• Provides $1.8 million over the biennium to fully fund a peer-run respite center for veterans, which will provide peer support services and hospital diversion services at no cost to veterans struggling with a mental health or substance abuse disorder.
• Provides $3.9 million over the biennium to fully fund a youth crisis stabilization facility that will provide residential mental health services to children whose needs are greater than what is available in their community but not severe enough to warrant commitment to an institution.
• Provides $100,000 for a science-based public outreach effort related to vaccinations.
• Invests $2 million to expand the family medicine residency program of the Medical College of Wisconsin to support new faculty positions to increase the number of residents in the program, and ultimately retain more physicians in the state.
• Continues our commitment to the Medical College of Wisconsin by providing $10 million in bonding authority for a new cancer research center that will allow the college to hire additional researchers, develop new therapies, and expand and consolidate laboratories, with the goal of bringing cancer cures to Wisconsin residents.
• Provides $7.5 million over the biennium to support programming that will directly reduce homelessness across the state.
• Provides $640,000 of tribal gaming revenue to fund architectural plans for a 36-bed residential facility to treat addiction in youth, primarily youth in Wisconsin tribes, which is being developed by the Stockbridge-Munsee and the Great Lakes Inter-Tribal Council.
Safe and Just Communities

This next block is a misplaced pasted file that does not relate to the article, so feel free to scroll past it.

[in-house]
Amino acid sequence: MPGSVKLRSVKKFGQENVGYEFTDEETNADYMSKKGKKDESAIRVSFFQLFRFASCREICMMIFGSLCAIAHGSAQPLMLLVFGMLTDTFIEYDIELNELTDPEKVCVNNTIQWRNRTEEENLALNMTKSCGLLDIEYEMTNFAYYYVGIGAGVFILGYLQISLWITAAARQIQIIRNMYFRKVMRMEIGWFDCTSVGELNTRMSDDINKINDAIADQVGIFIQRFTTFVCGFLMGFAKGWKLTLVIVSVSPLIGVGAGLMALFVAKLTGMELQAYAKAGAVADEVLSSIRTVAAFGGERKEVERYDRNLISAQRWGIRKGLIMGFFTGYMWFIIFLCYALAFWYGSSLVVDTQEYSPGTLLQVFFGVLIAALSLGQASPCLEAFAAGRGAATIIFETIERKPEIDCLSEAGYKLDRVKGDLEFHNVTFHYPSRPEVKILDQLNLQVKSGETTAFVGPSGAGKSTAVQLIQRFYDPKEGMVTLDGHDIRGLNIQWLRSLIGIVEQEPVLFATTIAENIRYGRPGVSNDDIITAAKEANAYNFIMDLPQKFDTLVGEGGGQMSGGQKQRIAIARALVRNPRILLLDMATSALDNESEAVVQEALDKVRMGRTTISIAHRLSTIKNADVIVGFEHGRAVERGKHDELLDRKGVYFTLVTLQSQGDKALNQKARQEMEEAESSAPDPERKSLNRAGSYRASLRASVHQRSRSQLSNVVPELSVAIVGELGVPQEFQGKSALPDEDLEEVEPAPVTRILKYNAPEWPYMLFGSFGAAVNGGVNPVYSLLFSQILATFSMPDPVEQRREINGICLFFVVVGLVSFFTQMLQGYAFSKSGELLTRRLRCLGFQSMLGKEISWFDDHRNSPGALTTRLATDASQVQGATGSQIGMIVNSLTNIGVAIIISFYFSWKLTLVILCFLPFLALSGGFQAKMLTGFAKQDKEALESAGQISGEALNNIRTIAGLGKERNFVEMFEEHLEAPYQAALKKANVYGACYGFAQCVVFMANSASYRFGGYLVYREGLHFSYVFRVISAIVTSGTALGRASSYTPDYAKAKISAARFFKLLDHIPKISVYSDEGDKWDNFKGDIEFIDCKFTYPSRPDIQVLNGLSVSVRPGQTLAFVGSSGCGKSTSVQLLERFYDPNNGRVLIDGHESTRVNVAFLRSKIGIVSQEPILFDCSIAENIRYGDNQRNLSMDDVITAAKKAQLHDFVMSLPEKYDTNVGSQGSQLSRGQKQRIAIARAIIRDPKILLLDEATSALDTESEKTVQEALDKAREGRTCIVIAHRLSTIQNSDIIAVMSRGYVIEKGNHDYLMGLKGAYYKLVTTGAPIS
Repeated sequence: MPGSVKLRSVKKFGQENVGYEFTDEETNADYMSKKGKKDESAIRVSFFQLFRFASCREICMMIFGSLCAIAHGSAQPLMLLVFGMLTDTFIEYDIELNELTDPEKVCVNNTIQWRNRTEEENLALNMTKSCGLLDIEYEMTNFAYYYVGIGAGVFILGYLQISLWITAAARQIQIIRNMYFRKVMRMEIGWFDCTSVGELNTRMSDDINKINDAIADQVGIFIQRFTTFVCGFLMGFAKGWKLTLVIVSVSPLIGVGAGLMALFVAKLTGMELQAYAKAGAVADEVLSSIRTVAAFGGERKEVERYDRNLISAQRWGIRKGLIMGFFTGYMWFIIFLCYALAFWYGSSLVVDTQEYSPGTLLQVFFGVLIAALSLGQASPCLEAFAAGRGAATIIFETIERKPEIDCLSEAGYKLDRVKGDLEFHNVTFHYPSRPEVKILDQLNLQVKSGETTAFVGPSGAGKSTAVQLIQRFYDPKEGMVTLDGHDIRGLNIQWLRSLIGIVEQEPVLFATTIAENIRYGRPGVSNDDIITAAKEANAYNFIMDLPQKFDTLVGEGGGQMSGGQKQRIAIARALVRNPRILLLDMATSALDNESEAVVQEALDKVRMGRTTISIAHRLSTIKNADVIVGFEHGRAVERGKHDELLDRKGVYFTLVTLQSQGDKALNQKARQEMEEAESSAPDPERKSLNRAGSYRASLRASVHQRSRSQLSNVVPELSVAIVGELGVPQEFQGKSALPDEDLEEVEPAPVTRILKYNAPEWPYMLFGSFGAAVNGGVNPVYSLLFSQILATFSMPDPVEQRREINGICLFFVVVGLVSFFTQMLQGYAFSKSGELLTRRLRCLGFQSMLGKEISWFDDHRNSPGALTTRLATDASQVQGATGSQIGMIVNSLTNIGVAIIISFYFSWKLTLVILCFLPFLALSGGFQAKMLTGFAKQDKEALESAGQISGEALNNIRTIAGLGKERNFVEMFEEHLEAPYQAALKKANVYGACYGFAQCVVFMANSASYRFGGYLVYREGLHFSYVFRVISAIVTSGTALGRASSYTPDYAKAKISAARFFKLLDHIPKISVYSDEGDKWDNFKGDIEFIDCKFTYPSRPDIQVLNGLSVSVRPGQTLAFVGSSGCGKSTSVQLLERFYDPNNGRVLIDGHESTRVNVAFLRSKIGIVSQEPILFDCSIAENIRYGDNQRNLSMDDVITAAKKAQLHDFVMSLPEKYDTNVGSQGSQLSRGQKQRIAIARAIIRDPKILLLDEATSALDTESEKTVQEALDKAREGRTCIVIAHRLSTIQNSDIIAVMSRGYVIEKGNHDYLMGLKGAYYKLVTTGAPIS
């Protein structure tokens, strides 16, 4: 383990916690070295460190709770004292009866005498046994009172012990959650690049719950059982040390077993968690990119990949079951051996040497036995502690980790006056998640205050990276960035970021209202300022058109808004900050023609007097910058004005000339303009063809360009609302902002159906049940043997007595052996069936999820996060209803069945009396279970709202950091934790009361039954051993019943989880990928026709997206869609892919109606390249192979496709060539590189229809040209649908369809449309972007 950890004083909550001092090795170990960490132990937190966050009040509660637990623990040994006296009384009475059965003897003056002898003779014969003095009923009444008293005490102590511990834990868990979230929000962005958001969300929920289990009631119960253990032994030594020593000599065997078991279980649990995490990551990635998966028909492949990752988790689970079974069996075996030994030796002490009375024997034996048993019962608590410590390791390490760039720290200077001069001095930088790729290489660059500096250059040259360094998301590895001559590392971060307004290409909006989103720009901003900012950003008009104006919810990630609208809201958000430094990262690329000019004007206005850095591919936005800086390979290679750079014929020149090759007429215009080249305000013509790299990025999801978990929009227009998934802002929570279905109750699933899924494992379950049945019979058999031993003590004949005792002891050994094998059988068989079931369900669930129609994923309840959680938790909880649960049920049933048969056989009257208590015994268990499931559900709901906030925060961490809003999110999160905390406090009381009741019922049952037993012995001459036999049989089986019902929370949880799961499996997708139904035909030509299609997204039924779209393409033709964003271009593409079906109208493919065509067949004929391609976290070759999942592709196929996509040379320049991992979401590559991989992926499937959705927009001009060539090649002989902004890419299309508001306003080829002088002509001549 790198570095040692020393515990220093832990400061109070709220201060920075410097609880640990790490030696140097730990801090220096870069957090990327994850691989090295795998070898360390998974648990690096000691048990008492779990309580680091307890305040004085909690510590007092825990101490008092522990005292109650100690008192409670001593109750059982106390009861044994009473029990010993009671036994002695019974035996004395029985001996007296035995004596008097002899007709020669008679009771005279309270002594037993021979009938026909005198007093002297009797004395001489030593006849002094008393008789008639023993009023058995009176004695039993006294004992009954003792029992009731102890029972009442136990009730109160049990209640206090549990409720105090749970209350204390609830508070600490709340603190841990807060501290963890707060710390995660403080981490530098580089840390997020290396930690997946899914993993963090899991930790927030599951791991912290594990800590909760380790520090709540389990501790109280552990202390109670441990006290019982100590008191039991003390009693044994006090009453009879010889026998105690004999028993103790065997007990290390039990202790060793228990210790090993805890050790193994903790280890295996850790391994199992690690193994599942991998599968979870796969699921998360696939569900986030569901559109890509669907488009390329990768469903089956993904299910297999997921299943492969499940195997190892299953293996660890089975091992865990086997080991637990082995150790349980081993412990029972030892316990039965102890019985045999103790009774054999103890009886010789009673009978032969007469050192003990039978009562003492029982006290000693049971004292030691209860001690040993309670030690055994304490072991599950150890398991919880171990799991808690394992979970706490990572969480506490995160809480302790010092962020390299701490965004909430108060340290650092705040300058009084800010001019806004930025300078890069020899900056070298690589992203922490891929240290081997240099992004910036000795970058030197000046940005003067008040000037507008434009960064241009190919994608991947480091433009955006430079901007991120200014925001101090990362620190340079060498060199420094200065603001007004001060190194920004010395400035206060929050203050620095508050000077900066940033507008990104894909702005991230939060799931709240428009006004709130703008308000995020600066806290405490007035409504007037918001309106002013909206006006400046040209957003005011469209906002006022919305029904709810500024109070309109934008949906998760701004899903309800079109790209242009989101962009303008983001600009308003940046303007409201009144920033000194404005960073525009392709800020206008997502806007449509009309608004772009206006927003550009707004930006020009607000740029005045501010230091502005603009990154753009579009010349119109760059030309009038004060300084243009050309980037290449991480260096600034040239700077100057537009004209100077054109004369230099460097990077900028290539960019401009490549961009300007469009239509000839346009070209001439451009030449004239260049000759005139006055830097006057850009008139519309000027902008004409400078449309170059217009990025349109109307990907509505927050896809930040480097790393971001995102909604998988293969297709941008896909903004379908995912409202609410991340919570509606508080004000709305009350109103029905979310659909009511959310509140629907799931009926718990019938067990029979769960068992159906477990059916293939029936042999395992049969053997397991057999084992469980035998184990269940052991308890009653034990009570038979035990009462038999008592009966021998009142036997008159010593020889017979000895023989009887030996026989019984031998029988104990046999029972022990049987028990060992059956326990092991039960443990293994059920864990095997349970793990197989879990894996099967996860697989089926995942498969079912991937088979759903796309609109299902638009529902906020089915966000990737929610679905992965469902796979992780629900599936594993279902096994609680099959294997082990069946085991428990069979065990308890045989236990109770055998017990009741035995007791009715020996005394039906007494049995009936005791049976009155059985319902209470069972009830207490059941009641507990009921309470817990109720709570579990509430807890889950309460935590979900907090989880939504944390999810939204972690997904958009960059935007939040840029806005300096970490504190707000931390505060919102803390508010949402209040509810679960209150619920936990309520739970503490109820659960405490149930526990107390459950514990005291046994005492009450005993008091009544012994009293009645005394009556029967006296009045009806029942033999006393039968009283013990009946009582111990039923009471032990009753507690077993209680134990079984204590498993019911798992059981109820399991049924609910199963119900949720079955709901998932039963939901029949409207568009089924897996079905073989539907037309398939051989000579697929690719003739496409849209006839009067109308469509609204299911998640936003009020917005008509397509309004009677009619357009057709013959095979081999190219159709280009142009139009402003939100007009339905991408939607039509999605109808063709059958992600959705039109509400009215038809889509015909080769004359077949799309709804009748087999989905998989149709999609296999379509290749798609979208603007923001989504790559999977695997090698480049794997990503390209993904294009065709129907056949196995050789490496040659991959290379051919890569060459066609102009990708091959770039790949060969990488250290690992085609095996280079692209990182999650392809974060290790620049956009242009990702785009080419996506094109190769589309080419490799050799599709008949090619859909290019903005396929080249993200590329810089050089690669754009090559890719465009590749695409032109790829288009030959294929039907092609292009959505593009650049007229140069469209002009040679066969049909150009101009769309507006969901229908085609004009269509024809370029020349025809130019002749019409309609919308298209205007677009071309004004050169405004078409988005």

• Increases the private bar rate for the Office of the State Public Defender, for the first time since 1992, from $40 per hour to $70 per hour to provide our citizens with prompt representation and save our counties money.
• Provides over 60 new full-time assistant district attorneys across the state, which is the first time the state has created any new full-time GPR-funded positions since 2007.
• Invests in the State Crime Lab at the Department of Justice by providing it with 7.4 FTE positions to address long-standing backlogs that were previously ignored.
• Provides $1.5 million in additional funding for our successful Treatment Alternatives and Diversion (TAD) program, taking it to its highest funding level ever at over $13 million over the biennium.
• Increases funding for our Opening Avenues to Reentry Success (OARS) program to expand it to 51 counties and by an additional 50 individuals.
• Invests in our correctional facilities to ensure they have the staffing necessary to carry out their duties to adequately staff newly created programs and reduce overtime.
• Provides funding to work towards meeting the state’s obligations to close Lincoln Hills and Copper Lake schools and moving youth into the least restrictive appropriate setting as soon as practicable.
What’s Best for Kids
• Doubles state support for school mental health programs over the biennium to provide increased access to professionals to assist children in our schools in need.
• Provides nearly $330 million, the largest nominal dollar increase in state general aid since the 2005-07 biennium.